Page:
The cord snapped. Cycling is a cruel sport. Watching a group of cyclists moving in harmony rotating turns on the front can be mesmerising. It all seems so fast, so smooth, so effortless. Pity then than you couldn’t read my heartrate monitor trace which was rapidly heading upwards to a point where there was only going to be one outcome. That point came one hour and thirtyeight minutes into the Jodrell Bank cyclosportive. Until then I had been working hard with a couple of other riders on Treks. They were strong; their winters had obviously been better than mine.My last minute decision to ride the 50 mile version of the Jodrell Bank came about due to a change in plan for Mother’s Day. If I could get around quickly then it wouldn’t upset the day at all, and since the start was only 5km from my front door and the weather forecast was good, there was no excuse. I started hard from the off and quickly fell in with a rider on a BMC who was pedalling as if the hounds of hell were after him. I hung on grimly for about 10km until he headed straight on for the 80 mile variant and I swung left for the shorter version – if he kept that pace going then he would set an amazingly quick time! I could see a single rider a few hundred metres ahead and I worked really hard into a headwind to bridge the gap – it took me another 10km or so of redlining the heartrate to finally latch on to his rear wheel. A brief respite, then it was turn and turnabout at a good pace until the first feed stop at Goostrey. Here we picked up a third rider and my problems started to magnify. He was even stronger than my partner, and every time he took his turn on the front the pace quickened. My turns became shorter as my legs started to suffer. I was working too hard to eat and as we hit a gentle incline towards Macclesfield the inevitable occurred.
The efficiency of a group of cyclists isn’t immediately apparent until you feel it at close hand. That gap between you and the back wheel of the guy in front goes out to a metre. A moment’s lapse and it’s 5 metres. Your heart is hammering and you need a breather, suddenly it’s 50. The guys in front become aware that you’re not there. There’s a cursory glance back, an unspoken, “Are we going to wait?” “Nah, fuck it, let’s ride.” and that 50 metres grows to 200, 300 then they’re out of sight. Cycling, as I say, is a cruel sport.
The enforced breather at least allowed me to neck a couple of gels, grab a drink and look at my watch. I was almost back onto my standard 40k loop (in reverse) and from then I would know every incline, every cobble, every pothole and could dose my effort efficiently.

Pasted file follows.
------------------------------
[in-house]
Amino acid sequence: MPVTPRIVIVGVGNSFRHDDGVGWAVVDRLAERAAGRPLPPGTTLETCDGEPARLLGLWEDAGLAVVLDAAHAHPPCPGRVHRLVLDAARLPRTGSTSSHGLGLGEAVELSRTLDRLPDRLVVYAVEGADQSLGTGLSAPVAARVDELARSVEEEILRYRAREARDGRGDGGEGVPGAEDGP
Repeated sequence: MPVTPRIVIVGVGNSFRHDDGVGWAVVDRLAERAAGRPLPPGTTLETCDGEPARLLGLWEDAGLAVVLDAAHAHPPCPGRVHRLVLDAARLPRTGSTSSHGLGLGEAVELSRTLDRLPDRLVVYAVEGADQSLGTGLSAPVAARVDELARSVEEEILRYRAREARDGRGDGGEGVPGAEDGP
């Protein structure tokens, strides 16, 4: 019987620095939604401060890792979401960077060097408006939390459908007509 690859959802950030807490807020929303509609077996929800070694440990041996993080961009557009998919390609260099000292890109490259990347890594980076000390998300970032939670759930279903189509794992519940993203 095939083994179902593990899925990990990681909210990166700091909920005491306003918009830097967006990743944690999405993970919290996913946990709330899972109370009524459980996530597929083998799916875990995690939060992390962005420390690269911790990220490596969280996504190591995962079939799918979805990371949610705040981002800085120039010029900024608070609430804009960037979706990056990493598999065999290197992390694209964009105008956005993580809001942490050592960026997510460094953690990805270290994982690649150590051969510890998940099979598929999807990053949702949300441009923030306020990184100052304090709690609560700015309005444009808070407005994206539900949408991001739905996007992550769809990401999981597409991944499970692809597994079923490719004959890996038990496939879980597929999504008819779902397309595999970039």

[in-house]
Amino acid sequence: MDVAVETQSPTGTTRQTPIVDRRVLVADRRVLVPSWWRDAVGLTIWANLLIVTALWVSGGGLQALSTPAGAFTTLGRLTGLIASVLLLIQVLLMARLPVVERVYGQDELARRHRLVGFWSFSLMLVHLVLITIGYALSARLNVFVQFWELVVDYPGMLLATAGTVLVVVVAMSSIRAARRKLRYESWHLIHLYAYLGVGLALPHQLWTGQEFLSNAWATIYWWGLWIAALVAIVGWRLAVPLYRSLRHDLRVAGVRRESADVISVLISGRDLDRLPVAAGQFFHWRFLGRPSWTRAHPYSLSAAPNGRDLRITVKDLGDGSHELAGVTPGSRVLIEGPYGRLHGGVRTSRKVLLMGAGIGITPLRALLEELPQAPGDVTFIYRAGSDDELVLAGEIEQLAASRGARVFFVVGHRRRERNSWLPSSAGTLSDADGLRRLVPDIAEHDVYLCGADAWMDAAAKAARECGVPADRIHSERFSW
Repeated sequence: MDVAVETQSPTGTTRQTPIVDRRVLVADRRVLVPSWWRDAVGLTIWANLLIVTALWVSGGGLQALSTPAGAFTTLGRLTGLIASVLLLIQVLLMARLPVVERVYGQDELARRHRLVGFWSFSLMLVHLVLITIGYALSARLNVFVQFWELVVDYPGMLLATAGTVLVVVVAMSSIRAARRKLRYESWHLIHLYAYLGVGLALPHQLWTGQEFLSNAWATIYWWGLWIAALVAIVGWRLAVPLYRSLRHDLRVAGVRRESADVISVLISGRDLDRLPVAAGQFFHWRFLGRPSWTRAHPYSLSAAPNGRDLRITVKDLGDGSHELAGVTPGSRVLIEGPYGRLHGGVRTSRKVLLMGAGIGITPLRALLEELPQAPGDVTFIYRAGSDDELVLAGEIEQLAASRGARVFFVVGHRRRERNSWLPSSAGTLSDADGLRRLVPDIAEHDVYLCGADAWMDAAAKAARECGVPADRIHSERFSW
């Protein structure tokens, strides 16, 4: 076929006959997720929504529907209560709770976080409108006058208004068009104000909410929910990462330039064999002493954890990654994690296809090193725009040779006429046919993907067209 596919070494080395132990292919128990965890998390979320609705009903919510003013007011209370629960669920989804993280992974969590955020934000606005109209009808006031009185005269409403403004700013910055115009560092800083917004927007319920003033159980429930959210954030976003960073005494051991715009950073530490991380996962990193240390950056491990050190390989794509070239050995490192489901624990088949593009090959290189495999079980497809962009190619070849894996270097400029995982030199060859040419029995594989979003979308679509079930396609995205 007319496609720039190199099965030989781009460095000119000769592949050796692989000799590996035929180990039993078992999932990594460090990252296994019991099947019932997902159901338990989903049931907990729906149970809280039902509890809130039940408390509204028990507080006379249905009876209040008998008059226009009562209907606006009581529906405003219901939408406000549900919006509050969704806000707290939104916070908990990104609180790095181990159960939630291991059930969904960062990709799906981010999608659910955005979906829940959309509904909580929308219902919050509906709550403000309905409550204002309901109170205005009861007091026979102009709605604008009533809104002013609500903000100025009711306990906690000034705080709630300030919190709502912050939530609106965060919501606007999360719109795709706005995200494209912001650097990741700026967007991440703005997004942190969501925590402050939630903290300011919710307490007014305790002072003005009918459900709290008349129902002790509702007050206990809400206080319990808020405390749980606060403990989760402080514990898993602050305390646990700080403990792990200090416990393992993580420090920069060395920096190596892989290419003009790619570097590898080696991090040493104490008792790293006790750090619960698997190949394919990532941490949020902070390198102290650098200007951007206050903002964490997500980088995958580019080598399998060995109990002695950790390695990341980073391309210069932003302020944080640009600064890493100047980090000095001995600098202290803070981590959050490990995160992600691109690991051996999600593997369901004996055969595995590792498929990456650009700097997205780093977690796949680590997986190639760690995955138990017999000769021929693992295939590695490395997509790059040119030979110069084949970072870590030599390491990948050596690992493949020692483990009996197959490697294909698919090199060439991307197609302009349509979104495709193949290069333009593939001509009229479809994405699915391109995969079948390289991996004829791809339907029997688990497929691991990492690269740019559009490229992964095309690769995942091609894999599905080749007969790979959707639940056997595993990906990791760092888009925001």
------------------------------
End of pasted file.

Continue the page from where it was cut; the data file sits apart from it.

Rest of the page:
The Jodrell Bank Sportive is a new event on the calendar and they have sensibly opted for a season opener feel to the route. It’s largely a flat runout through the Cheshire lanes with a few hills thrown in at the end to catch the unwary, none of which are too daunting, though. The weather was kind: it was cold and dry with a stiffish breeze which seemed to remain a headwind throughout (odd how that happens so often) to provide a decent first event for the season and a good preparation for the Cheshire Cat coming up in a couple of weekends time. The signposting was excellent, except at the split where it wasn’t clear which route went where unless you had memorised it beforehand or stopped to check your route card. The feeds seemed to be well stocked and the organisers made it clear that there would be food to purchase at the end. Sportident timing chips gave an accurate readout and printed ticket at the end, but at £25 I thought it was a tad expensive for a relatively short ride without free food at the finish. It is, nevertheless, a welcome addition to the northwest calendar.I recovered fairly quickly from being dropped and was soon covering the familiar ground back to Woodford Memorial Hall. No riders caught me up and I started to pass a few of the early riders on the 30 mile route. I rolled in to the finish in 2:43:25, 3rd rider to finish the 50 mile circuit. I saw one of the two Treks and asked him what his time was – he finished in 2:37, gapping me by 6 minutes in the last hour. The efficiency of a group of cyclists isn’t immediately apparent.
I am, however, delighted by my time. I have rarely ridden a 50 so quickly, especially so early in the season and it has given me renewed hope for the forthcoming season.